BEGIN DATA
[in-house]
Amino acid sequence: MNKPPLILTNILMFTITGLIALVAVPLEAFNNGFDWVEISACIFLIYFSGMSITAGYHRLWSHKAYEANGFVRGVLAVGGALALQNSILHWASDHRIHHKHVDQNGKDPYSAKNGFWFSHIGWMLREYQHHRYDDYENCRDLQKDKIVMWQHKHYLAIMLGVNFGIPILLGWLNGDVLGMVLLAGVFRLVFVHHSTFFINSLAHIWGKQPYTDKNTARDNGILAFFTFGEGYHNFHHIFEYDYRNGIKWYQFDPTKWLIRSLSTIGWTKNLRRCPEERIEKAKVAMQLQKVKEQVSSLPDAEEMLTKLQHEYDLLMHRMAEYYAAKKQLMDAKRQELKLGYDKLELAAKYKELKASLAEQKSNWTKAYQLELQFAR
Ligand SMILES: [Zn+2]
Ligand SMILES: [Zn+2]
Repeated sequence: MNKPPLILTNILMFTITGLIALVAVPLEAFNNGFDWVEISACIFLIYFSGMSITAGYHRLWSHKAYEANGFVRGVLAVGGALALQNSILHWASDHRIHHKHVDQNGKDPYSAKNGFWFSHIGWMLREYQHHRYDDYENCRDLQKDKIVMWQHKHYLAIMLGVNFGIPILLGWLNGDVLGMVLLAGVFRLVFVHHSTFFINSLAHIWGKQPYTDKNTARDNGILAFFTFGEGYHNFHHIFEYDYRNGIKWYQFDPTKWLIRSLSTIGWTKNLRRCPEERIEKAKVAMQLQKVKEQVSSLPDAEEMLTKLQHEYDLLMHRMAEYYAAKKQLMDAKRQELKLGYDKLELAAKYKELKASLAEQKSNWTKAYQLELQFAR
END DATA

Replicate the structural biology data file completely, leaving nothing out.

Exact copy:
[in-house]
Amino acid sequence: MNKPPLILTNILMFTITGLIALVAVPLEAFNNGFDWVEISACIFLIYFSGMSITAGYHRLWSHKAYEANGFVRGVLAVGGALALQNSILHWASDHRIHHKHVDQNGKDPYSAKNGFWFSHIGWMLREYQHHRYDDYENCRDLQKDKIVMWQHKHYLAIMLGVNFGIPILLGWLNGDVLGMVLLAGVFRLVFVHHSTFFINSLAHIWGKQPYTDKNTARDNGILAFFTFGEGYHNFHHIFEYDYRNGIKWYQFDPTKWLIRSLSTIGWTKNLRRCPEERIEKAKVAMQLQKVKEQVSSLPDAEEMLTKLQHEYDLLMHRMAEYYAAKKQLMDAKRQELKLGYDKLELAAKYKELKASLAEQKSNWTKAYQLELQFAR
Ligand SMILES: [Zn+2]
Ligand SMILES: [Zn+2]
Repeated sequence: MNKPPLILTNILMFTITGLIALVAVPLEAFNNGFDWVEISACIFLIYFSGMSITAGYHRLWSHKAYEANGFVRGVLAVGGALALQNSILHWASDHRIHHKHVDQNGKDPYSAKNGFWFSHIGWMLREYQHHRYDDYENCRDLQKDKIVMWQHKHYLAIMLGVNFGIPILLGWLNGDVLGMVLLAGVFRLVFVHHSTFFINSLAHIWGKQPYTDKNTARDNGILAFFTFGEGYHNFHHIFEYDYRNGIKWYQFDPTKWLIRSLSTIGWTKNLRRCPEERIEKAKVAMQLQKVKEQVSSLPDAEEMLTKLQHEYDLLMHRMAEYYAAKKQLMDAKRQELKLGYDKLELAAKYKELKASLAEQKSNWTKAYQLELQFAR